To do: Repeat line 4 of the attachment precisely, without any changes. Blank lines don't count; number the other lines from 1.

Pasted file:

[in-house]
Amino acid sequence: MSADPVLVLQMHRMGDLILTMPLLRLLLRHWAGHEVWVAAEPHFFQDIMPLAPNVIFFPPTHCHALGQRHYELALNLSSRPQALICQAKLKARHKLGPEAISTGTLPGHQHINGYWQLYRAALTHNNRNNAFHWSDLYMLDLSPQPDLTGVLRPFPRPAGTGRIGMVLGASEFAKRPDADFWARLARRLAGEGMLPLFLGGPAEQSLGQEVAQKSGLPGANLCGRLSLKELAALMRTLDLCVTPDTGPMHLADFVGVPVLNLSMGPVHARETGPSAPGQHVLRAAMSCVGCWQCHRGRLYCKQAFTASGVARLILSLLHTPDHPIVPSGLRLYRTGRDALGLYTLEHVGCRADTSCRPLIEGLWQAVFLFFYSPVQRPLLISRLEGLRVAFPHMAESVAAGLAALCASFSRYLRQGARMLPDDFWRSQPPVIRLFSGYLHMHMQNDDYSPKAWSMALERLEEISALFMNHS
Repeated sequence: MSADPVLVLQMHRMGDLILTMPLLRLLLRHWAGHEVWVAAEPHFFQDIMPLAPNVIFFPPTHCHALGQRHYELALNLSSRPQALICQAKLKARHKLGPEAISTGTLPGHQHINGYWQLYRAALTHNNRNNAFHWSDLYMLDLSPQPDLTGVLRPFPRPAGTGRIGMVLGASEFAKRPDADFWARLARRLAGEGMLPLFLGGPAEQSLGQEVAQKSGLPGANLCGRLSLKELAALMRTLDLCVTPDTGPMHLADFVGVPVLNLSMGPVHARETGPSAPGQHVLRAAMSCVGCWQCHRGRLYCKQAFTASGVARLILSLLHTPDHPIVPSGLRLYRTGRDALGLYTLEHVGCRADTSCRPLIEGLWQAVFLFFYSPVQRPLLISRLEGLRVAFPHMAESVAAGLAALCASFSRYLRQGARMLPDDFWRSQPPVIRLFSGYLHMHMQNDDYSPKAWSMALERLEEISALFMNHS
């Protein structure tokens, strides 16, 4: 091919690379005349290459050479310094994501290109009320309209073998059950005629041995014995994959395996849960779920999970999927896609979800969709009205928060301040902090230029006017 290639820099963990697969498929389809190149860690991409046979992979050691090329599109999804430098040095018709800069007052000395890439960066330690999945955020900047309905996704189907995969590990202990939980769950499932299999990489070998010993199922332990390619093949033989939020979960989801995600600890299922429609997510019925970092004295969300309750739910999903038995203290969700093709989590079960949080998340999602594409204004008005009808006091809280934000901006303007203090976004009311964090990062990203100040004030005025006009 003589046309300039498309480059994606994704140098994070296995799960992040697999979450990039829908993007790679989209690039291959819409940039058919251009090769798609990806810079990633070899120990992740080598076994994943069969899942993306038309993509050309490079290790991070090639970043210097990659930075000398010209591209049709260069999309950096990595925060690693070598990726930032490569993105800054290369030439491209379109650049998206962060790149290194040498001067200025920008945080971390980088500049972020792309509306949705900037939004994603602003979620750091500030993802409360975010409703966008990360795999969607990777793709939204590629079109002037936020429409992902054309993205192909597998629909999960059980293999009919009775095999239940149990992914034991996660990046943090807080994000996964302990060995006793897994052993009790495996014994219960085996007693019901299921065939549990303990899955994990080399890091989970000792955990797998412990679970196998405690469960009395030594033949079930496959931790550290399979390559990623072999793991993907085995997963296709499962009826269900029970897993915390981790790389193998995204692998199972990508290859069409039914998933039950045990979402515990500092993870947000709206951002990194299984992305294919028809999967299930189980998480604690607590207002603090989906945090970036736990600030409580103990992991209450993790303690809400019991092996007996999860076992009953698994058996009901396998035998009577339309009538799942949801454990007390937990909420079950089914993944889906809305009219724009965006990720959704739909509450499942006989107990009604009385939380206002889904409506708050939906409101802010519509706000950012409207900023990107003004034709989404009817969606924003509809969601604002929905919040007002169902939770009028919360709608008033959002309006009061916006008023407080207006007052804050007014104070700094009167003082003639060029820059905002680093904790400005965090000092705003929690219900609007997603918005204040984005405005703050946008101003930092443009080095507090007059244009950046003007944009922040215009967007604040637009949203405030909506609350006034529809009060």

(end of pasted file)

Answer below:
């Protein structure tokens, strides 16, 4: 091919690379005349290459050479310094994501290109009320309209073998059950005629041995014995994959395996849960779920999970999927896609979800969709009205928060301040902090230029006017 290639820099963990697969498929389809190149860690991409046979992979050691090329599109999804430098040095018709800069007052000395890439960066330690999945955020900047309905996704189907995969590990202990939980769950499932299999990489070998010993199922332990390619093949033989939020979960989801995600600890299922429609997510019925970092004295969300309750739910999903038995203290969700093709989590079960949080998340999602594409204004008005009808006091809280934000901006303007203090976004009311964090990062990203100040004030005025006009 003589046309300039498309480059994606994704140098994070296995799960992040697999979450990039829908993007790679989209690039291959819409940039058919251009090769798609990806810079990633070899120990992740080598076994994943069969899942993306038309993509050309490079290790991070090639970043210097990659930075000398010209591209049709260069999309950096990595925060690693070598990726930032490569993105800054290369030439491209379109650049998206962060790149290194040498001067200025920008945080971390980088500049972020792309509306949705900037939004994603602003979620750091500030993802409360975010409703966008990360795999969607990777793709939204590629079109002037936020429409992902054309993205192909597998629909999960059980293999009919009775095999239940149990992914034991996660990046943090807080994000996964302990060995006793897994052993009790495996014994219960085996007693019901299921065939549990303990899955994990080399890091989970000792955990797998412990679970196998405690469960009395030594033949079930496959931790550290399979390559990623072999793991993907085995997963296709499962009826269900029970897993915390981790790389193998995204692998199972990508290859069409039914998933039950045990979402515990500092993870947000709206951002990194299984992305294919028809999967299930189980998480604690607590207002603090989906945090970036736990600030409580103990992991209450993790303690809400019991092996007996999860076992009953698994058996009901396998035998009577339309009538799942949801454990007390937990909420079950089914993944889906809305009219724009965006990720959704739909509450499942006989107990009604009385939380206002889904409506708050939906409101802010519509706000950012409207900023990107003004034709989404009817969606924003509809969601604002929905919040007002169902939770009028919360709608008033959002309006009061916006008023407080207006007052804050007014104070700094009167003082003639060029820059905002680093904790400005965090000092705003929690219900609007997603918005204040984005405005703050946008101003930092443009080095507090007059244009950046003007944009922040215009967007604040637009949203405030909506609350006034529809009060």